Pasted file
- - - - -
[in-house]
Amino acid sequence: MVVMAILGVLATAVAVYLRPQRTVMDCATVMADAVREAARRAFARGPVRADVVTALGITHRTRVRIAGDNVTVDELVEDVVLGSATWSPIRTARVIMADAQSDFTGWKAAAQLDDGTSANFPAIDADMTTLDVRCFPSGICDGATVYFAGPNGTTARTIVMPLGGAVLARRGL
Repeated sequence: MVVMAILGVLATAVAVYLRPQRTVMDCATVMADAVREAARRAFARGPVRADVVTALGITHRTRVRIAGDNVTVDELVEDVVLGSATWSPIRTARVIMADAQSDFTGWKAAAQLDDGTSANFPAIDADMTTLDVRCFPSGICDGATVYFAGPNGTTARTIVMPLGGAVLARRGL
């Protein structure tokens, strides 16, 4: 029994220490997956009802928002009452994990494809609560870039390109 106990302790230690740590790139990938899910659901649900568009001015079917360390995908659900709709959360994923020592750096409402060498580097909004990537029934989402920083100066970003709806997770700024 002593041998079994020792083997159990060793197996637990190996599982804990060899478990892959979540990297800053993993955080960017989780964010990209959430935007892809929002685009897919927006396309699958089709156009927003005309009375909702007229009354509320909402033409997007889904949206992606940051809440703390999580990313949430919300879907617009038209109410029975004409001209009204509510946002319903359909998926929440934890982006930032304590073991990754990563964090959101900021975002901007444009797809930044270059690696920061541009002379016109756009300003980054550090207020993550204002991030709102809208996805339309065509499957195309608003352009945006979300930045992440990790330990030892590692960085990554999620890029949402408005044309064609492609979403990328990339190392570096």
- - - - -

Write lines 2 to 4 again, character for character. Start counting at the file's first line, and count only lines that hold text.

Amino acid sequence: MVVMAILGVLATAVAVYLRPQRTVMDCATVMADAVREAARRAFARGPVRADVVTALGITHRTRVRIAGDNVTVDELVEDVVLGSATWSPIRTARVIMADAQSDFTGWKAAAQLDDGTSANFPAIDADMTTLDVRCFPSGICDGATVYFAGPNGTTARTIVMPLGGAVLARRGL
Repeated sequence: MVVMAILGVLATAVAVYLRPQRTVMDCATVMADAVREAARRAFARGPVRADVVTALGITHRTRVRIAGDNVTVDELVEDVVLGSATWSPIRTARVIMADAQSDFTGWKAAAQLDDGTSANFPAIDADMTTLDVRCFPSGICDGATVYFAGPNGTTARTIVMPLGGAVLARRGL
């Protein structure tokens, strides 16, 4: 029994220490997956009802928002009452994990494809609560870039390109 106990302790230690740590790139990938899910659901649900568009001015079917360390995908659900709709959360994923020592750096409402060498580097909004990537029934989402920083100066970003709806997770700024 002593041998079994020792083997159990060793197996637990190996599982804990060899478990892959979540990297800053993993955080960017989780964010990209959430935007892809929002685009897919927006396309699958089709156009927003005309009375909702007229009354509320909402033409997007889904949206992606940051809440703390999580990313949430919300879907617009038209109410029975004409001209009204509510946002319903359909998926929440934890982006930032304590073991990754990563964090959101900021975002901007444009797809930044270059690696920061541009002379016109756009300003980054550090207020993550204002991030709102809208996805339309065509499957195309608003352009945006979300930045992440990790330990030892590692960085990554999620890029949402408005044309064609492609979403990328990339190392570096």